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learningtobebipolar

Mental illness of any kind is not an easy road. It is one that is full of roadblocks and flat tires. But it is one where so much power can be found. Both for ourselves and for those around us. I have spent much of my life not feeling like I belong anywhere and like everything I say and do is just different. I have often been called “difficult” and have spent much of my life wondering why I feel this way and why I do some of the things that I do. Since my journey to true health is just beginning I hope to be able to bring a light into someone else’s life. And I hope that I will have the strength to continue this journey no matter what it brings and hopefully have ability to bring some awareness and comfort to someone else along the way.

Read the post in its entirety! Visit Blog For Mental Health 2014 | learningtobebipolar.

PsychConfessions

I feel like I’ve broken some kind of unwritten rule by trying to be open about my mental health disability to members of the academic team.

It’s strange, because you’d think that there would be less mental health stigma on a clinical psychology course, yet in some ways there is more stigma. It’s as if psychologists should somehow be immune to mental health problems (despite the fact that 1 in 4 people have a mental health problem). As trainees, we do not speak openly about our own mental health. Stigma also manifests itself in less subtle ways. The other day, whilst having a group conversation at university, another trainee noticed a packet of diazepam in my open handbag. She looked up at me and awkwardly apologised for looking in my handbag and then zipped it up, to ‘protect my privacy’. Would she have had the same reaction if it had been paracetamol or an inhaler that she’d spotted in my bag? I doubt it.

Luckily, some people are amazingly supportive. My clinical tutor recently told me that my own experience of mental health problems will make me a better therapist, as I know what it’s like to be on the ‘other side’ and receive therapy and take medication. I hope that she’s right.

Read the post in its entirety! Visit On being a Trainee Clinical Psychologist with Mental Health Problems | PsychConfessions.

What Rhymes With Sarah?

There are layers to everything – layers upon layers upon layers. Maybe you’re lucky and you don’t find life too hard or maybe you’re unlucky and you find everything very, very hard. Everything you think and say and do is made up of about a billion different factors and if you’re depressed, it can take some serious unpicking before you know what’s going on. Don’t rush to find answers – sometimes they will come to you out of nowhere. If you push too hard to ‘figure everything out’ too quickly, you’ll make mistakes and feel worse. It’s OK to be confused – the mentally well (much like the physically well) are lucky, not somehow ‘better’ than you. . .

Don’t ever, ever, EVER worry about how you are living your life. You’re not missing the boat or the bus or any other kind of form of transport. You’re not ‘wasting time’ being depressed. These are not the best years of your life. Let go of any idea of how things are supposed to be and any year can be the best of your life. There is no right and wrong, there is only a series of moments. Enjoy yourself when you can and be nice to yourself when you can’t.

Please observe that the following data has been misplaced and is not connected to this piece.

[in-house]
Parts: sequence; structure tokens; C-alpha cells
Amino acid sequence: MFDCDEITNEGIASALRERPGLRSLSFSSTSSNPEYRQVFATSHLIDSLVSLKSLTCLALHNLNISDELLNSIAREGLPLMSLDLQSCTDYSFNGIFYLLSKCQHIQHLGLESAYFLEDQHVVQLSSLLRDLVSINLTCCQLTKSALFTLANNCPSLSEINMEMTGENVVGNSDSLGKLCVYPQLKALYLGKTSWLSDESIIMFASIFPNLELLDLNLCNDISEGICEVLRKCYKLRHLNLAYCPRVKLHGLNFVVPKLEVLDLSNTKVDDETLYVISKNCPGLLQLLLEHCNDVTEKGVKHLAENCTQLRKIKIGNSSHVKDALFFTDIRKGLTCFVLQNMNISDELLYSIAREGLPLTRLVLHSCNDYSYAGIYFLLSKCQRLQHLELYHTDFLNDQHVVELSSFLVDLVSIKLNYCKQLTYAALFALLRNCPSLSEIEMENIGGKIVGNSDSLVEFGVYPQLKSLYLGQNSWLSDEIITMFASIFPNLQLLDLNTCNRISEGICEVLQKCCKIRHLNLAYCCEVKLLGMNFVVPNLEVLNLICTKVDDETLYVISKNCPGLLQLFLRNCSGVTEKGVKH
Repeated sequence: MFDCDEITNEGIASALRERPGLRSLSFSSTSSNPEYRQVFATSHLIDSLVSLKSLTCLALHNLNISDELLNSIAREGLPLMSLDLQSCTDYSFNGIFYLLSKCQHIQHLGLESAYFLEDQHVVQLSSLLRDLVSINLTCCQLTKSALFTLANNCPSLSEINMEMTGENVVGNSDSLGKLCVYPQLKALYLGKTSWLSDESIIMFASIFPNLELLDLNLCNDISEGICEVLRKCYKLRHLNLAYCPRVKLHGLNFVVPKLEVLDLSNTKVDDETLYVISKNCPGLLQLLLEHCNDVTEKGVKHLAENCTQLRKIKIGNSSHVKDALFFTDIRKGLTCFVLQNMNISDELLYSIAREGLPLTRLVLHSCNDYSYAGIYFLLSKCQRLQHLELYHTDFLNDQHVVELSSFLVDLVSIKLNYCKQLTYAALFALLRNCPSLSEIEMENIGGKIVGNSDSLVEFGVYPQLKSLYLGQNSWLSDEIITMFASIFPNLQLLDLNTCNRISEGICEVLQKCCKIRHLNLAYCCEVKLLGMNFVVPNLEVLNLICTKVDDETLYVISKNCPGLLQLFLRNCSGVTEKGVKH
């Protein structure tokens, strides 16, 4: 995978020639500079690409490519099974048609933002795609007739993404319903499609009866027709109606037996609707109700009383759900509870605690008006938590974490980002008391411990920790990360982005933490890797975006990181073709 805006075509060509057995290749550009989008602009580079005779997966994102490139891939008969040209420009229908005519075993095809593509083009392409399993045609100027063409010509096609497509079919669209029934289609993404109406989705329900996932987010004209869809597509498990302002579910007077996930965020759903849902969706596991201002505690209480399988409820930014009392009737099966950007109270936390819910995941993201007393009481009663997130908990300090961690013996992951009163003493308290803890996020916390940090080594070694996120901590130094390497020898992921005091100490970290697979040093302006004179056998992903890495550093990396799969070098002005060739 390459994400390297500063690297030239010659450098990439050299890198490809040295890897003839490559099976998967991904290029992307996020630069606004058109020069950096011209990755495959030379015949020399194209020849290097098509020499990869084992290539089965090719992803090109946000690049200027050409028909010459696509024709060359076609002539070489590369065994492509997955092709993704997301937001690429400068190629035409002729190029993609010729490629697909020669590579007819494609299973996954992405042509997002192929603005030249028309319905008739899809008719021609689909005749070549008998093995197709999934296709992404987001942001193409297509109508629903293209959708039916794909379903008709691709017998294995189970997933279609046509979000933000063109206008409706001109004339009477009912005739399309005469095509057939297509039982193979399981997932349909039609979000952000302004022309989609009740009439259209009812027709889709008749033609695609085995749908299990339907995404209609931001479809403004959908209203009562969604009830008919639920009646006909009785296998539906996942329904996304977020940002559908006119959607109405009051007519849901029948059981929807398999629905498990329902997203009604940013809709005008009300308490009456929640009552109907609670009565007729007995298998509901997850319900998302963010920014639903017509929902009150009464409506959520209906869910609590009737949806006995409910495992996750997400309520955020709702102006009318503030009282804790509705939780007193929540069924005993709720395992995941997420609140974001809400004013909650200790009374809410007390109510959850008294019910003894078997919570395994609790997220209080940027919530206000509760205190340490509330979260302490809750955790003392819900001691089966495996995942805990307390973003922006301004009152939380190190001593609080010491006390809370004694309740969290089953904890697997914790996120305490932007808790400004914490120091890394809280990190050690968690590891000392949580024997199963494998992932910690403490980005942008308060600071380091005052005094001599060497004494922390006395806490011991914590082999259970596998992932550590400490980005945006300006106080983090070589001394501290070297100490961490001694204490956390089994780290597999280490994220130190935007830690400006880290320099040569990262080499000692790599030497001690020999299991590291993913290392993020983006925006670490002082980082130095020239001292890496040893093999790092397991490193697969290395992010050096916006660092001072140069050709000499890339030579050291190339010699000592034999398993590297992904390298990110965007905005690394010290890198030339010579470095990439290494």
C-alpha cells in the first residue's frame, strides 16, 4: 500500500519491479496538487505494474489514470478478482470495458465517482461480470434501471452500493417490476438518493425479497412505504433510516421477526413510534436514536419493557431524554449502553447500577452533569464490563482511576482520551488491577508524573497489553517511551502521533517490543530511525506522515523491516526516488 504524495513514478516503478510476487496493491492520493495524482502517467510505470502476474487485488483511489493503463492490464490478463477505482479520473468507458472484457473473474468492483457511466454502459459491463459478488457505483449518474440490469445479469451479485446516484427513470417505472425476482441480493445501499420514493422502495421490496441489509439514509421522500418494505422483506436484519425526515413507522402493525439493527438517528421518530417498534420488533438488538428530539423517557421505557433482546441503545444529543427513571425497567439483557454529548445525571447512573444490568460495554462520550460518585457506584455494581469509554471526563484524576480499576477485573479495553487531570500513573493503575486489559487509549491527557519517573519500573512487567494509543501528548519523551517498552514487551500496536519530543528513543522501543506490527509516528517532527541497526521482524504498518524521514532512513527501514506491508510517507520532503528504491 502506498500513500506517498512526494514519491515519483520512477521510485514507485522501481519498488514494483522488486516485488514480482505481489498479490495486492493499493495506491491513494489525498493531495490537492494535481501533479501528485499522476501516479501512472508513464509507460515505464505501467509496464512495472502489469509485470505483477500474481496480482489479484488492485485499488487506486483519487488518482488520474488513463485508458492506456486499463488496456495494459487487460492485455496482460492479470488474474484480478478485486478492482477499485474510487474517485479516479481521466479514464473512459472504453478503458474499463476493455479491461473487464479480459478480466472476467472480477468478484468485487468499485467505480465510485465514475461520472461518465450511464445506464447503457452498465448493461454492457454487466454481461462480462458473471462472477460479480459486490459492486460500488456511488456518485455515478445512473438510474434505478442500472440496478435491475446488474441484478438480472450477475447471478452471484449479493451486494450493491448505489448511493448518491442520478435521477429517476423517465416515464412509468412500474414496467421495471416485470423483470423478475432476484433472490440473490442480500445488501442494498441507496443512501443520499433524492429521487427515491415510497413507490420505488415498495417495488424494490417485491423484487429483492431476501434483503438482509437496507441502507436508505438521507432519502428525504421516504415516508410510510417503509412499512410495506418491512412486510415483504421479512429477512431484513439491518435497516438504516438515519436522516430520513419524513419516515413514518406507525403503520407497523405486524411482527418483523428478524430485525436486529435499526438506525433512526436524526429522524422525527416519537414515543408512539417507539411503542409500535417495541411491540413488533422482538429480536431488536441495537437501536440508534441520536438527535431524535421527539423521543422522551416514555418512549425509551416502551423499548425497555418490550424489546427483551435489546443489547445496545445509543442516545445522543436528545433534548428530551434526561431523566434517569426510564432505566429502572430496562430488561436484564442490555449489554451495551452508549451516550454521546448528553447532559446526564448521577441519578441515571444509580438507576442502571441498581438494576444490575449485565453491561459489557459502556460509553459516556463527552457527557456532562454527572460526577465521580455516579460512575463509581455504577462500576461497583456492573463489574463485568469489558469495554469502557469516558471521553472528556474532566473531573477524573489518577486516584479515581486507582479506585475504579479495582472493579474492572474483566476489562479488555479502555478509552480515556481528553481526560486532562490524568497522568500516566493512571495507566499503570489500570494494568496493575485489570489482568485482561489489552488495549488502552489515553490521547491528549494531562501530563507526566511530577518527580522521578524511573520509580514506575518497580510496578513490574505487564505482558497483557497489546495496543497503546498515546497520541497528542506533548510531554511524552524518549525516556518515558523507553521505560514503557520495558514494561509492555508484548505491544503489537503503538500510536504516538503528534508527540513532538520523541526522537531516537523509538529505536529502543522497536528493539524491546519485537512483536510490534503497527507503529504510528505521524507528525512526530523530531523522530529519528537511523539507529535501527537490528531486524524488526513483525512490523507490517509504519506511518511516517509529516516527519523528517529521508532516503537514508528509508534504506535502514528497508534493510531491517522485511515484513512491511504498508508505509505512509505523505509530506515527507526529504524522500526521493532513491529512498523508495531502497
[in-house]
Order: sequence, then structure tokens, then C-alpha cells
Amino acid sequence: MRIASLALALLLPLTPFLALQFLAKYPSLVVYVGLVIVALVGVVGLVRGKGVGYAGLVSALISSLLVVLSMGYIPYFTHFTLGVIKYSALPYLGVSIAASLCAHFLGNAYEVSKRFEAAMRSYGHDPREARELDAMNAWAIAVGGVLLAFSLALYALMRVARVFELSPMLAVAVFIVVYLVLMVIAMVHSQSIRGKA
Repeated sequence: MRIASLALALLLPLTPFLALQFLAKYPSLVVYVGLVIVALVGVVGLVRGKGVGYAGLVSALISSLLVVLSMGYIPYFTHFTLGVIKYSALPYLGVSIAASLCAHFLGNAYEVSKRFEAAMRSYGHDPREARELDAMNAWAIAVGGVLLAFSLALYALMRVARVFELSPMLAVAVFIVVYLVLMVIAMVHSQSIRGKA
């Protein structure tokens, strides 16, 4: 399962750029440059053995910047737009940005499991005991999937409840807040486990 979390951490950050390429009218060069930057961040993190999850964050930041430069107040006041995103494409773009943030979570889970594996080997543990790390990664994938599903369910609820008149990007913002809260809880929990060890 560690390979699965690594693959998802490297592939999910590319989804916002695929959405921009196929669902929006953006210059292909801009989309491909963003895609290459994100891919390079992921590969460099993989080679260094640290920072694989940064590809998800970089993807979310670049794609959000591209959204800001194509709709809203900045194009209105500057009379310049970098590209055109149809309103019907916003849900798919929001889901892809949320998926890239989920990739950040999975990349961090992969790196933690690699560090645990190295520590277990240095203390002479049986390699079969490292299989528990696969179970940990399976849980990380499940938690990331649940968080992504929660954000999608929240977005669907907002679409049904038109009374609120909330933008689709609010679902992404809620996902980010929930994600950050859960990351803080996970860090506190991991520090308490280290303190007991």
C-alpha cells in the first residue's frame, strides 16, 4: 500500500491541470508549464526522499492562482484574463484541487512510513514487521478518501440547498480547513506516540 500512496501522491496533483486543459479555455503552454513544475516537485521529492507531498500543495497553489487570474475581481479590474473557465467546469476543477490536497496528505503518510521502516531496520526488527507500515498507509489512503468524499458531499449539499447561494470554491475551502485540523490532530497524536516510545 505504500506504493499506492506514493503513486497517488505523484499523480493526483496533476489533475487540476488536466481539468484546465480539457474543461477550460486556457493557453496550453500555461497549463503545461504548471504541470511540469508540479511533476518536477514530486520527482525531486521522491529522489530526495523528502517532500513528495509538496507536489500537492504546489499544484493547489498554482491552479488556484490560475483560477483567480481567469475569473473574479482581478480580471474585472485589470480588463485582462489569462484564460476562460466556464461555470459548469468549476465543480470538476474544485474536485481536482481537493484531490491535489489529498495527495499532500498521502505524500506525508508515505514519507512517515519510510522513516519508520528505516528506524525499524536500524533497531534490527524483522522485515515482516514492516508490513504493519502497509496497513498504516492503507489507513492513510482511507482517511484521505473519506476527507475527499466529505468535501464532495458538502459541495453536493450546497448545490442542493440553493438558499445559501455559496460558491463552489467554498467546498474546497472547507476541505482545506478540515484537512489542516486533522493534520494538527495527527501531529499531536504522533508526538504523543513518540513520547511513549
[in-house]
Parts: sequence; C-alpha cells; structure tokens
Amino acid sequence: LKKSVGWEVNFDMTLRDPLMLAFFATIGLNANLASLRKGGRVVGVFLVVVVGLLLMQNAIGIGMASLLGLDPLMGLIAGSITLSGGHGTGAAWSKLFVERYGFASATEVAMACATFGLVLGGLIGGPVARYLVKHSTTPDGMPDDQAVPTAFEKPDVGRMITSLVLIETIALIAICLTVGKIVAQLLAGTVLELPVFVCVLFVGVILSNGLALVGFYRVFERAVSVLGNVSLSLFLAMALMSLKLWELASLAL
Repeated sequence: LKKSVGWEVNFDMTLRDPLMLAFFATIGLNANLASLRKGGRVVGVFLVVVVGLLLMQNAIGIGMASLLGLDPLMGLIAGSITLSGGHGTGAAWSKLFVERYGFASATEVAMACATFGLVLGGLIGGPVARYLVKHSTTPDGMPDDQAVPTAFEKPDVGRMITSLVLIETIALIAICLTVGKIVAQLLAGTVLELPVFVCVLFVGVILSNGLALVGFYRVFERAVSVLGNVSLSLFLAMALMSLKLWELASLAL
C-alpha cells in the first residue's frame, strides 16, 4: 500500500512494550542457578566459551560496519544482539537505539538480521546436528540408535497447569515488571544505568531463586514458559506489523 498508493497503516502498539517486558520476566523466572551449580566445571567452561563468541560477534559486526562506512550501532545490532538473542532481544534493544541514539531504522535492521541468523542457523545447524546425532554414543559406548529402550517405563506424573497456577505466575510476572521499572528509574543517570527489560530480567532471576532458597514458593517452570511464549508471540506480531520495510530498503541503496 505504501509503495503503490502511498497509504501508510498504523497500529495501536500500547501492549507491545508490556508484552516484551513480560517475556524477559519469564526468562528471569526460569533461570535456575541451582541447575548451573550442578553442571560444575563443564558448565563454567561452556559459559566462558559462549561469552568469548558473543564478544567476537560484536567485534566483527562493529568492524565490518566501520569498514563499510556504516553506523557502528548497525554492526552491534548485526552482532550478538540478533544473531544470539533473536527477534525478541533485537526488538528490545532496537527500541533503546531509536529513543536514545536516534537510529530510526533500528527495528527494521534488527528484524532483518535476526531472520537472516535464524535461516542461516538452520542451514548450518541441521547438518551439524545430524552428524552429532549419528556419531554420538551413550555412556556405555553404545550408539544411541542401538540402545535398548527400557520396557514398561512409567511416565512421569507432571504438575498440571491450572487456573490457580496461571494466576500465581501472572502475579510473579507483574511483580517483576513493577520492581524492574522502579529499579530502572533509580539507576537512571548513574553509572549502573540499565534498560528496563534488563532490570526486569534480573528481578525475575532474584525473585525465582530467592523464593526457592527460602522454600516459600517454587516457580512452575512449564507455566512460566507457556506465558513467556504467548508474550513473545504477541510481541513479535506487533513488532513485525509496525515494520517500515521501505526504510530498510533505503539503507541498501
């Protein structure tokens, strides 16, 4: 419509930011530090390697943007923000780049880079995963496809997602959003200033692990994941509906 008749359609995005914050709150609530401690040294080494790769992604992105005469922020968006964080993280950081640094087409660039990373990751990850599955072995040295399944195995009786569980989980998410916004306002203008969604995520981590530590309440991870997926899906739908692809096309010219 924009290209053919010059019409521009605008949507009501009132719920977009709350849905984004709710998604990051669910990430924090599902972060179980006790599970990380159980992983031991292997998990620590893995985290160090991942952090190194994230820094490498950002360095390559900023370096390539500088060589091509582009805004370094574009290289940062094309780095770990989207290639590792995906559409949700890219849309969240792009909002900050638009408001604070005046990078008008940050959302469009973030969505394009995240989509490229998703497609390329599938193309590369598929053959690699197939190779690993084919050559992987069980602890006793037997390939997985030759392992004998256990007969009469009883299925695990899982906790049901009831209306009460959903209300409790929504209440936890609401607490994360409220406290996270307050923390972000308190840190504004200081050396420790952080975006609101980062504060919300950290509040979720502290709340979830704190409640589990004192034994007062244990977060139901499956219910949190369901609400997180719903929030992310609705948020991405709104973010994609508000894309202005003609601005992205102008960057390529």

Read the post in its entirety! Visit Advice for 14-year-old me, living with depression | What Rhymes With Sarah?.

Wounds to Feel

My mental health history started when I was 8-years-old. Genetics, life events and transitions shaped the progression of my chronic depression, anxiety, and eating disorders.

I have been in and out of counseling most of my life, with little effect. Only last year did I become aware that I could not bear life’s pains any longer, and could not continue to distract myself away from them. I took leave from my job and spent 3 months in intensive outpatient therapy to treat Binge Eating Disorder. Of course, this disorder is born of anxiety and I have been working for the past year on being aware of what my triggers are and healing my broken heart.

Read the post in its entirety! Visit Blog for Mental Health 2014 Project | Wounds to Feel.

DeeThomson.com

Life is a series of swings and roundabouts, highs and lows, ups and downs and I guess lately I’ve felt kind of on the back foot. I’m pretty sure I know why, but knowing why, and knowing what to do are two very different things. Part of the problem for me is change, things are changing and I don’t like it but there’s little I can do about it. I known what I’m currently doing isn’t working, so I know it’s time for a change, I’m re-reading a book at the moment, which highlights one man’s journey with depression, it’s a good book (hence the re-read) but it is raising a few questions for me. . .

I guess selfishly I’d always assumed my depression was something that I went through, I’m not saying I thought I was the only sufferer … I just hadn’t really thought about the impact my depression has on others. Smiles are apparently contagious, and in a similar way depression can be too, it’s hard to keep your own life on track when you’re worried about someone else. I don’t want my friends or family to feel like this too, which is why this time I’m taking some real steps to help myself.

Read the post in its entirety! Visit July 15th 2014 | DeeThomson.com.